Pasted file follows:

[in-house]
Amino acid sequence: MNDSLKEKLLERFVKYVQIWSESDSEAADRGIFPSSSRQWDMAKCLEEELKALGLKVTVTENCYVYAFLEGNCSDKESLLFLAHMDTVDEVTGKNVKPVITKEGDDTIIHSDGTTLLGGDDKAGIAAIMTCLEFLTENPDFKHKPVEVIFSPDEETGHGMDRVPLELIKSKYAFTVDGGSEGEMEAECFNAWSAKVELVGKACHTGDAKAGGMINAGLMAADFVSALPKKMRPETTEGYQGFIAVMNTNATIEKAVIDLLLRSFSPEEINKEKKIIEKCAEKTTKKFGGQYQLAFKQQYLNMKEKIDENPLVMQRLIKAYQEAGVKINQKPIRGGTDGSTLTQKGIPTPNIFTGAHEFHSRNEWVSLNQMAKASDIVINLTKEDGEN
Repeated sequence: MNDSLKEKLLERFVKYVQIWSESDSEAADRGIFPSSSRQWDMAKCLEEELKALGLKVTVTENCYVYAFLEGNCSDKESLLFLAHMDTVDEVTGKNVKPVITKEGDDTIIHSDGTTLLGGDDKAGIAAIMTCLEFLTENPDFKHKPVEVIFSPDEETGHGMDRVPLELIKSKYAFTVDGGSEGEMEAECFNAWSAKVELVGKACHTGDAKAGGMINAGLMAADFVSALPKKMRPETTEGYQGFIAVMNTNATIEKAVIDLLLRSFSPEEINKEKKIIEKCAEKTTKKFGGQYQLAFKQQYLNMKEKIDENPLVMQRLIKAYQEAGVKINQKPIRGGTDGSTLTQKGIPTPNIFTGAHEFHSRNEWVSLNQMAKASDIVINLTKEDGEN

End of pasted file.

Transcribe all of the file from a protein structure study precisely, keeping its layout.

[in-house]
Amino acid sequence: MNDSLKEKLLERFVKYVQIWSESDSEAADRGIFPSSSRQWDMAKCLEEELKALGLKVTVTENCYVYAFLEGNCSDKESLLFLAHMDTVDEVTGKNVKPVITKEGDDTIIHSDGTTLLGGDDKAGIAAIMTCLEFLTENPDFKHKPVEVIFSPDEETGHGMDRVPLELIKSKYAFTVDGGSEGEMEAECFNAWSAKVELVGKACHTGDAKAGGMINAGLMAADFVSALPKKMRPETTEGYQGFIAVMNTNATIEKAVIDLLLRSFSPEEINKEKKIIEKCAEKTTKKFGGQYQLAFKQQYLNMKEKIDENPLVMQRLIKAYQEAGVKINQKPIRGGTDGSTLTQKGIPTPNIFTGAHEFHSRNEWVSLNQMAKASDIVINLTKEDGEN
Repeated sequence: MNDSLKEKLLERFVKYVQIWSESDSEAADRGIFPSSSRQWDMAKCLEEELKALGLKVTVTENCYVYAFLEGNCSDKESLLFLAHMDTVDEVTGKNVKPVITKEGDDTIIHSDGTTLLGGDDKAGIAAIMTCLEFLTENPDFKHKPVEVIFSPDEETGHGMDRVPLELIKSKYAFTVDGGSEGEMEAECFNAWSAKVELVGKACHTGDAKAGGMINAGLMAADFVSALPKKMRPETTEGYQGFIAVMNTNATIEKAVIDLLLRSFSPEEINKEKKIIEKCAEKTTKKFGGQYQLAFKQQYLNMKEKIDENPLVMQRLIKAYQEAGVKINQKPIRGGTDGSTLTQKGIPTPNIFTGAHEFHSRNEWVSLNQMAKASDIVINLTKEDGEN